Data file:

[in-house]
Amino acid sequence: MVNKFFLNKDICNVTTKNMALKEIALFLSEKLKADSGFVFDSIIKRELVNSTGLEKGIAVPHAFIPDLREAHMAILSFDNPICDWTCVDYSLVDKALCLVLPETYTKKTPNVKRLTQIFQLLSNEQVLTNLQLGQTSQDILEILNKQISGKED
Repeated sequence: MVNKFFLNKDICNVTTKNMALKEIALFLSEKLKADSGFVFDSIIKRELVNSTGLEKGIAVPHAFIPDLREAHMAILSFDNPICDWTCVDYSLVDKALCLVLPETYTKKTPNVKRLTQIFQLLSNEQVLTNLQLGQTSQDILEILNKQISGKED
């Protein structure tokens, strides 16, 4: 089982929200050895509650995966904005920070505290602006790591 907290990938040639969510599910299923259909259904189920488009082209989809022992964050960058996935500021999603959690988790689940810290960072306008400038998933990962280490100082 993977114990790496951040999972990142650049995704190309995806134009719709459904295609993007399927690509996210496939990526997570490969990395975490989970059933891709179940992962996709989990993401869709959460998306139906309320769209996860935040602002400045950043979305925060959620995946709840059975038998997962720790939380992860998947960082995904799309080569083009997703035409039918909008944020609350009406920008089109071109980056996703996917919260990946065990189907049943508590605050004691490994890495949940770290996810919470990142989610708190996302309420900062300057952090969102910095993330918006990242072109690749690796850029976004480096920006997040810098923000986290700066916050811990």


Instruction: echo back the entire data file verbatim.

[in-house]
Amino acid sequence: MVNKFFLNKDICNVTTKNMALKEIALFLSEKLKADSGFVFDSIIKRELVNSTGLEKGIAVPHAFIPDLREAHMAILSFDNPICDWTCVDYSLVDKALCLVLPETYTKKTPNVKRLTQIFQLLSNEQVLTNLQLGQTSQDILEILNKQISGKED
Repeated sequence: MVNKFFLNKDICNVTTKNMALKEIALFLSEKLKADSGFVFDSIIKRELVNSTGLEKGIAVPHAFIPDLREAHMAILSFDNPICDWTCVDYSLVDKALCLVLPETYTKKTPNVKRLTQIFQLLSNEQVLTNLQLGQTSQDILEILNKQISGKED
């Protein structure tokens, strides 16, 4: 089982929200050895509650995966904005920070505290602006790591 907290990938040639969510599910299923259909259904189920488009082209989809022992964050960058996935500021999603959690988790689940810290960072306008400038998933990962280490100082 993977114990790496951040999972990142650049995704190309995806134009719709459904295609993007399927690509996210496939990526997570490969990395975490989970059933891709179940992962996709989990993401869709959460998306139906309320769209996860935040602002400045950043979305925060959620995946709840059975038998997962720790939380992860998947960082995904799309080569083009997703035409039918909008944020609350009406920008089109071109980056996703996917919260990946065990189907049943508590605050004691490994890495949940770290996810919470990142989610708190996302309420900062300057952090969102910095993330918006990242072109690749690796850029976004480096920006997040810098923000986290700066916050811990």